AS A LONG-TIME O2 customer, I was looking for indications that O2's demise would affect Ireland in a negative way. And with the closing of the Wayra incubator, I have my first negative indicator.
Wayra Logo scraped from web.
I saw the news on Wayra's Ireland's website a day after returning from a whirlwind visit to ground zero of Ireland's Open Coffee movement in Limerick. It was the same day I walked through Questum, a vacant incubator down the Ring Road in Clonmel where I work.
Wayra, Telefonica’s global startup accelerator, closes its Dublin academy in June, "once the current cohort of nine startups has completed the programme," says its press release.
"Wayra grows businesses by leveraging the local Telefónica operating business in each country." This has helped Irish start-ups get toe holds in other countries, leveraging the global Telefónica brand. With the sale of O2-Ireland to Three Ireland, O2 "has agreed to finish the Wayra programme in Ireland and to focus on the strategic regions in which Telefónica operates." The shutdown of the programme also gives Three more office space in its Dublin headquarters after the start-ups move out.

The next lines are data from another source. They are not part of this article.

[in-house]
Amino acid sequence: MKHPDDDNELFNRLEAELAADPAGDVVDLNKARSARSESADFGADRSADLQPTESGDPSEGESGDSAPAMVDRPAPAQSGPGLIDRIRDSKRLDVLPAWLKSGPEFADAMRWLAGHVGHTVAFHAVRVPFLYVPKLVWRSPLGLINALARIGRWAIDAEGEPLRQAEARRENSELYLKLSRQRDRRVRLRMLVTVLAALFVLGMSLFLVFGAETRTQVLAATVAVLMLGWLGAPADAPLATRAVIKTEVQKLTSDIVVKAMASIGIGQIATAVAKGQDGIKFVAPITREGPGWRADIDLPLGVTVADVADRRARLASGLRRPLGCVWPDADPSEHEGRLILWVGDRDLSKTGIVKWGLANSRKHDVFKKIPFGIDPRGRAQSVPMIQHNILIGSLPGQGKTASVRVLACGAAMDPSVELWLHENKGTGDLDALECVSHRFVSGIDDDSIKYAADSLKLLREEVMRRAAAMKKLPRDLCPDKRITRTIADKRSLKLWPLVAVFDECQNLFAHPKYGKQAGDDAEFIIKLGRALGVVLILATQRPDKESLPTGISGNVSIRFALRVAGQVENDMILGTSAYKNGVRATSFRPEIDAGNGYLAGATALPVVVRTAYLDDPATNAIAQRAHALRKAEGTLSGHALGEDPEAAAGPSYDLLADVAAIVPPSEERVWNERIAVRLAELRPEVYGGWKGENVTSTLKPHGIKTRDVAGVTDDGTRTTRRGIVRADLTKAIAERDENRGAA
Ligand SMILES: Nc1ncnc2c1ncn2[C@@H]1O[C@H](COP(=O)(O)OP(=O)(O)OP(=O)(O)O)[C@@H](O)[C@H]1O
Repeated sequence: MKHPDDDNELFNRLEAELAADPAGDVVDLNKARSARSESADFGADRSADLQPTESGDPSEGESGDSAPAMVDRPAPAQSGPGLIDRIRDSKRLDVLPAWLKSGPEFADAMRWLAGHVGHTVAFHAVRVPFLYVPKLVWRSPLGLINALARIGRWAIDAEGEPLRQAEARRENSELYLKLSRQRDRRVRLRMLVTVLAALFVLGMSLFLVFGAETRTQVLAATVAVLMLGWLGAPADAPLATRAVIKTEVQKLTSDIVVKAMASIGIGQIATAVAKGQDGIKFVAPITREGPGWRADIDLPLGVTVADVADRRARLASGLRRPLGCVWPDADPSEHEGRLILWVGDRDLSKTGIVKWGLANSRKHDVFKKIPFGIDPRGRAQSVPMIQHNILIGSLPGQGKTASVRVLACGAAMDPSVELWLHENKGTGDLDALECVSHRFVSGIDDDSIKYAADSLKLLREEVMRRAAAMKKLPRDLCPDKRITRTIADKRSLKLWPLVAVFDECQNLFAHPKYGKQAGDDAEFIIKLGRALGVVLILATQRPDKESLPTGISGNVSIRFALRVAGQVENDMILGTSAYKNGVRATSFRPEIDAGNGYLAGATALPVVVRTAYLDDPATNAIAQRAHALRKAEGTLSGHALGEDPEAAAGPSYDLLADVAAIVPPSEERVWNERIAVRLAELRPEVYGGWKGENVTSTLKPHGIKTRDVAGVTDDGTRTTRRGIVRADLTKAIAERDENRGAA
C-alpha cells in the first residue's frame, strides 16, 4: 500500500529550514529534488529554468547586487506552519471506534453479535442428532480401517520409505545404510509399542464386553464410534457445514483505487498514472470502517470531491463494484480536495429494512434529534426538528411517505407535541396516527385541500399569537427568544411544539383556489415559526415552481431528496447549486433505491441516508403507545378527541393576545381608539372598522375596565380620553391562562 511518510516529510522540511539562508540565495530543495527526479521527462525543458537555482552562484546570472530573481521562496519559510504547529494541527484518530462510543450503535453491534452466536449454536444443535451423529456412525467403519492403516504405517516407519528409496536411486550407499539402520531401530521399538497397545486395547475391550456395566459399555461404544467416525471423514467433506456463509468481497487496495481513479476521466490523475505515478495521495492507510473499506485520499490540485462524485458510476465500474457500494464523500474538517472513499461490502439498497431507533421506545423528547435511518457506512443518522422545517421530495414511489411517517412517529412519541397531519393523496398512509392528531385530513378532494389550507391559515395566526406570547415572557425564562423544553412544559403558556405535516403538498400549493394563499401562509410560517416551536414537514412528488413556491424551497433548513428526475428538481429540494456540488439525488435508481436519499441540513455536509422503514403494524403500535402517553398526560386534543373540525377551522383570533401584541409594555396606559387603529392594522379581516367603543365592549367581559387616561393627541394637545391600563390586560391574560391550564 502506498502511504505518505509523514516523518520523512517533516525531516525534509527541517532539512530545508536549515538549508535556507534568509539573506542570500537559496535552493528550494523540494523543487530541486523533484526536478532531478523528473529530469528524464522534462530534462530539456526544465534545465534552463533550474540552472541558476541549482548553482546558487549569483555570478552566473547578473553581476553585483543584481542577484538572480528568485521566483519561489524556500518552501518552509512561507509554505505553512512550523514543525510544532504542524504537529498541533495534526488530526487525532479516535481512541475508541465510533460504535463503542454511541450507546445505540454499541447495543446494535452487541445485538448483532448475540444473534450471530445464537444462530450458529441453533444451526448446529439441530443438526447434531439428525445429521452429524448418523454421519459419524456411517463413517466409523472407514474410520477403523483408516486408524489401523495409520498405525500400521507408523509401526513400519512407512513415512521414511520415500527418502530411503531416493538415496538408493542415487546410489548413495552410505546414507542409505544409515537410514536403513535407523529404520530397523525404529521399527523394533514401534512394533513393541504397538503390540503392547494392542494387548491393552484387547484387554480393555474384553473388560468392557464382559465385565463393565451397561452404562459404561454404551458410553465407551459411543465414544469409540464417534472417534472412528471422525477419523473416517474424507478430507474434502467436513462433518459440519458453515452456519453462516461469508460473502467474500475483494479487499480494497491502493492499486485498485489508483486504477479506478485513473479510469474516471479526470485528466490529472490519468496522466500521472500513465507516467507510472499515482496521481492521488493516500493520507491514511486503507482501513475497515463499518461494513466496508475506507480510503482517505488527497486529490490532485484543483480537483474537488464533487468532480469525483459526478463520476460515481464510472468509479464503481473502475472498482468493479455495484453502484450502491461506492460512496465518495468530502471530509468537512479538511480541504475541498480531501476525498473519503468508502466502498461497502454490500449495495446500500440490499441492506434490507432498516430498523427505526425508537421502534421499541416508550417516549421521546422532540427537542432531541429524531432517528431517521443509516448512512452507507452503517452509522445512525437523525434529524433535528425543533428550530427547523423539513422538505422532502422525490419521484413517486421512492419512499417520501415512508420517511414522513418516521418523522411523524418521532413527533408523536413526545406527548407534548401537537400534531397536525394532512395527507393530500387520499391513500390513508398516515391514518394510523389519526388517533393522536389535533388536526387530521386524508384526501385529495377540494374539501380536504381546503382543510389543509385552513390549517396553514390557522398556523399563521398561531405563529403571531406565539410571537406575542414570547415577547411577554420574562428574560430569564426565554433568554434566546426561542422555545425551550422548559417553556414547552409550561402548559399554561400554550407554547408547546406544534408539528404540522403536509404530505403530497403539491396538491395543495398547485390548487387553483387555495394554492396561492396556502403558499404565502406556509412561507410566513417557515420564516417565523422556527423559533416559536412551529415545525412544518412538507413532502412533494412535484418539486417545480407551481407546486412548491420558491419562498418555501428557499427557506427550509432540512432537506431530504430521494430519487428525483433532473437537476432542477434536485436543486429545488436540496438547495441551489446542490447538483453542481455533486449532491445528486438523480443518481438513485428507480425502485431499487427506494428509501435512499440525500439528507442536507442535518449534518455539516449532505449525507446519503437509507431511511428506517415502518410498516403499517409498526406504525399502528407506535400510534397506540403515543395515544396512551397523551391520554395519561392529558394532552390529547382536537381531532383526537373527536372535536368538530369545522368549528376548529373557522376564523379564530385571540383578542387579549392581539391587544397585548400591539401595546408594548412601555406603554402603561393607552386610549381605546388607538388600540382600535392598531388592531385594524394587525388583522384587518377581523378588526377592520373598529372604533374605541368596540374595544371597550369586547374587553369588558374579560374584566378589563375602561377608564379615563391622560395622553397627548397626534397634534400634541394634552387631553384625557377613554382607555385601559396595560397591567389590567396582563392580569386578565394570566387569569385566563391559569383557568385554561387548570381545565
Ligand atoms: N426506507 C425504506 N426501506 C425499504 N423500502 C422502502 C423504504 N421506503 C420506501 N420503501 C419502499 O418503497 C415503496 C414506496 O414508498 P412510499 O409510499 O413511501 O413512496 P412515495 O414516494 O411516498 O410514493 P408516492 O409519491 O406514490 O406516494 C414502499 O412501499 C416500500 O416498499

According to the cross-talk at WASUP Kerry a few months ago, 105 jobs came on stream directly as a result of new Wayra Ireland start-ups. Those companies raised more than ten million euro in funding against their combined market valuation of more than 50 million euro.
Wayra is one of many dynamic parts of the Dublin entrepreneurial community. In addition to very prominent office space, Wayra's marketing network offered a huge window of opportunity for Irish start-ups targeting markets as diverse as South America and Germany.